** Tig's weekly column fields questions from and for marketers. Got a question for Tig? Email him by clicking here. **


Dear Tig,

I think I'm about to switch jobs from an ad agency to the client side. It's not my first jump, as this is my second agency. Will having switched jobs three times in six years make me “damaged goods” to prospective future employers?

Seeking comfort,

Damaged Goods


Dear Damaged,

The answer is probably not, but it depends on your context.

Employers do become wary of job candidates who seem instable. Often these suspicions are confirmed in interviews when the candidate speaks badly of previous employers or seems to lack direction with his next career move. Past job-hopping can be the first tip-off to the employer.

But the days of the one-company-one-career employee are over. And, incidentally, it wasn't the employees who broke this long-standing social contract, it was the employers that started regular rounds of lay-offs at each economic downturn in the marketing industry starting in the 1980s.

The perception of your job moves will also be colored by the type of marketing you do. If you hopped around the interactive marketing industry, this hopping would seem the norm (most people couldn't work more than a couple years at one of these jobs, as the companies seldom lasted that long). But if you hopped around in the large agency creative director sector, you may seem like either an incompetent or a prima donna.

The key consideration for your case is to make sure that you have a well-connected narrative that explains your moves in a positive way. If you can position this next job you want as the natural development from your hopscotch career path, then it doesn't matter how many jumps you made. You just need to have a convincing story.



Dear Tig,

I would like to do an online diploma course in marketing. Do you know of any university in the US that offers such a program?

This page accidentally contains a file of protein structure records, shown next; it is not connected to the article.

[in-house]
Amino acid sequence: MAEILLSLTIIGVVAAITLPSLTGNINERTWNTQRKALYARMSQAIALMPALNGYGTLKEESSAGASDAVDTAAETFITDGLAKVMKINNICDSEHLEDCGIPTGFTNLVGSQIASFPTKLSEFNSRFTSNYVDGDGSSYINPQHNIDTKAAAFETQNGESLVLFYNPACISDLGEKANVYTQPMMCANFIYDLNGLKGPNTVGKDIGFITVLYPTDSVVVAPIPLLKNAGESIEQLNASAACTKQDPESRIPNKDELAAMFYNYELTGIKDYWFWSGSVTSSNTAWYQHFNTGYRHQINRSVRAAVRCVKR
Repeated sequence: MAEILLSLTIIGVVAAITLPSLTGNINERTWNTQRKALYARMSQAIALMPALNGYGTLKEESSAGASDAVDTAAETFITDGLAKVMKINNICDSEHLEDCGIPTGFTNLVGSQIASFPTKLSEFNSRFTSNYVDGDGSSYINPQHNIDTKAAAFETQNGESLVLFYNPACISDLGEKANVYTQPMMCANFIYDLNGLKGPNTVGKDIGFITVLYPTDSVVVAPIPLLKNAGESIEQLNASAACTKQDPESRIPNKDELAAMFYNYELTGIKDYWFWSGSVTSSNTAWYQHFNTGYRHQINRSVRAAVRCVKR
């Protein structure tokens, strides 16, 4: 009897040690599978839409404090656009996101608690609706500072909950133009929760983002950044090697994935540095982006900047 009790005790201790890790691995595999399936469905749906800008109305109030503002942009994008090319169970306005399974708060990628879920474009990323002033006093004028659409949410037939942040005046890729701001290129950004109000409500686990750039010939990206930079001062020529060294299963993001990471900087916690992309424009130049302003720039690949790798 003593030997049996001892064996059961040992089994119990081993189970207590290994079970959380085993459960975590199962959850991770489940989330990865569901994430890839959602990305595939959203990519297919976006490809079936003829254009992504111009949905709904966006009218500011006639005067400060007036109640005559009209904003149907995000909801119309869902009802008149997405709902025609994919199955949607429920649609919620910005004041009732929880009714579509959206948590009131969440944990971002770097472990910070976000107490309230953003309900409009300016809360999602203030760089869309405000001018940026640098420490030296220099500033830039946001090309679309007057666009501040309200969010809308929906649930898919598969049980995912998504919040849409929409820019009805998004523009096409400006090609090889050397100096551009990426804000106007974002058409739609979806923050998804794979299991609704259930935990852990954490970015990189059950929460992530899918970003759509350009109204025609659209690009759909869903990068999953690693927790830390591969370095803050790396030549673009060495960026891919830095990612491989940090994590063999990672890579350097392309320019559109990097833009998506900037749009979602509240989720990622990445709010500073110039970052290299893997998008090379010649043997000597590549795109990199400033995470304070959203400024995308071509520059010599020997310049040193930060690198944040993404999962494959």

Many thanks,



Dear Truant,

There are some good offerings out there. Perhaps the most well-recognized university program is the one put on by the University of California Berkeley Extension.

Another credible online offering comes from Villanova which includes a rather comprehensive marketing course catalog. Different parts of the catalog are offered online during different terms.

You might also check out the University of Maryland University College programs.

As to diplomas, most of these extension programs offer some credit toward degrees, but none of them appear to offer a marketing-only degree program that you can earn exclusively online.

Of course there are “schools” out there that will give you an “accredited” degree in anything, and all it will cost you is $25 and a self-addressed, stamped envelope.

As a general rule with online courses, I've found you get what you pay for.

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Tig Tillinghast tiggy@mac.com writes from the banks of the Elk River near Chesapeake City, Maryland. He consults with major brands and ad agency holding companies, helping marketing groups find the right resources for their needs. He is the author of The Tactical Guide to Online Marketing as well as several terrible fiction manuscripts.